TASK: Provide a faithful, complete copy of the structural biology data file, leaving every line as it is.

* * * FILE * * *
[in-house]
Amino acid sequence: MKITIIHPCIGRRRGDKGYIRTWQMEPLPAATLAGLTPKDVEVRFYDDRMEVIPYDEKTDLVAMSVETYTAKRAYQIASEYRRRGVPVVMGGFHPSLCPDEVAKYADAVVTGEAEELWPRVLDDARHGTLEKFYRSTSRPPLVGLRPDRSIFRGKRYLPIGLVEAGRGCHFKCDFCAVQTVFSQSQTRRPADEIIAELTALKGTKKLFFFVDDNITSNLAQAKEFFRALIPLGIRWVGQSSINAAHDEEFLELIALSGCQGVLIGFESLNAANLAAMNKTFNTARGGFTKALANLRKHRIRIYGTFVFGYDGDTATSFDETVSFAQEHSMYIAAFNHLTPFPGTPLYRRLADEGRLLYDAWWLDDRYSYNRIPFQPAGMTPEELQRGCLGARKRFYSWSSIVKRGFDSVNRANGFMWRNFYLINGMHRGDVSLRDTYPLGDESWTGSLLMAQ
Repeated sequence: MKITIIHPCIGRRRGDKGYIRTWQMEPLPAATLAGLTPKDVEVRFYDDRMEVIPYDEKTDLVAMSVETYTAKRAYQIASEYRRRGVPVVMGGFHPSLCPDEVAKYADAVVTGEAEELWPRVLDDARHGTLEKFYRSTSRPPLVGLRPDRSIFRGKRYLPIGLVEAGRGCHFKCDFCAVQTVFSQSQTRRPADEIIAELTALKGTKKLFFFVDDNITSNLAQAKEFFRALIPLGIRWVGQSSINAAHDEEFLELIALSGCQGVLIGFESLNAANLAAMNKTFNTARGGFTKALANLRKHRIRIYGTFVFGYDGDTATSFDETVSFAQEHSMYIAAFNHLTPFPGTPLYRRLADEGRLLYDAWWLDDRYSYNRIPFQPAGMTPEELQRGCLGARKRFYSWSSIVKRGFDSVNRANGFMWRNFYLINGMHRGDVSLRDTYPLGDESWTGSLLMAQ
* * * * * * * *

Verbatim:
[in-house]
Amino acid sequence: MKITIIHPCIGRRRGDKGYIRTWQMEPLPAATLAGLTPKDVEVRFYDDRMEVIPYDEKTDLVAMSVETYTAKRAYQIASEYRRRGVPVVMGGFHPSLCPDEVAKYADAVVTGEAEELWPRVLDDARHGTLEKFYRSTSRPPLVGLRPDRSIFRGKRYLPIGLVEAGRGCHFKCDFCAVQTVFSQSQTRRPADEIIAELTALKGTKKLFFFVDDNITSNLAQAKEFFRALIPLGIRWVGQSSINAAHDEEFLELIALSGCQGVLIGFESLNAANLAAMNKTFNTARGGFTKALANLRKHRIRIYGTFVFGYDGDTATSFDETVSFAQEHSMYIAAFNHLTPFPGTPLYRRLADEGRLLYDAWWLDDRYSYNRIPFQPAGMTPEELQRGCLGARKRFYSWSSIVKRGFDSVNRANGFMWRNFYLINGMHRGDVSLRDTYPLGDESWTGSLLMAQ
Repeated sequence: MKITIIHPCIGRRRGDKGYIRTWQMEPLPAATLAGLTPKDVEVRFYDDRMEVIPYDEKTDLVAMSVETYTAKRAYQIASEYRRRGVPVVMGGFHPSLCPDEVAKYADAVVTGEAEELWPRVLDDARHGTLEKFYRSTSRPPLVGLRPDRSIFRGKRYLPIGLVEAGRGCHFKCDFCAVQTVFSQSQTRRPADEIIAELTALKGTKKLFFFVDDNITSNLAQAKEFFRALIPLGIRWVGQSSINAAHDEEFLELIALSGCQGVLIGFESLNAANLAAMNKTFNTARGGFTKALANLRKHRIRIYGTFVFGYDGDTATSFDETVSFAQEHSMYIAAFNHLTPFPGTPLYRRLADEGRLLYDAWWLDDRYSYNRIPFQPAGMTPEELQRGCLGARKRFYSWSSIVKRGFDSVNRANGFMWRNFYLINGMHRGDVSLRDTYPLGDESWTGSLLMAQ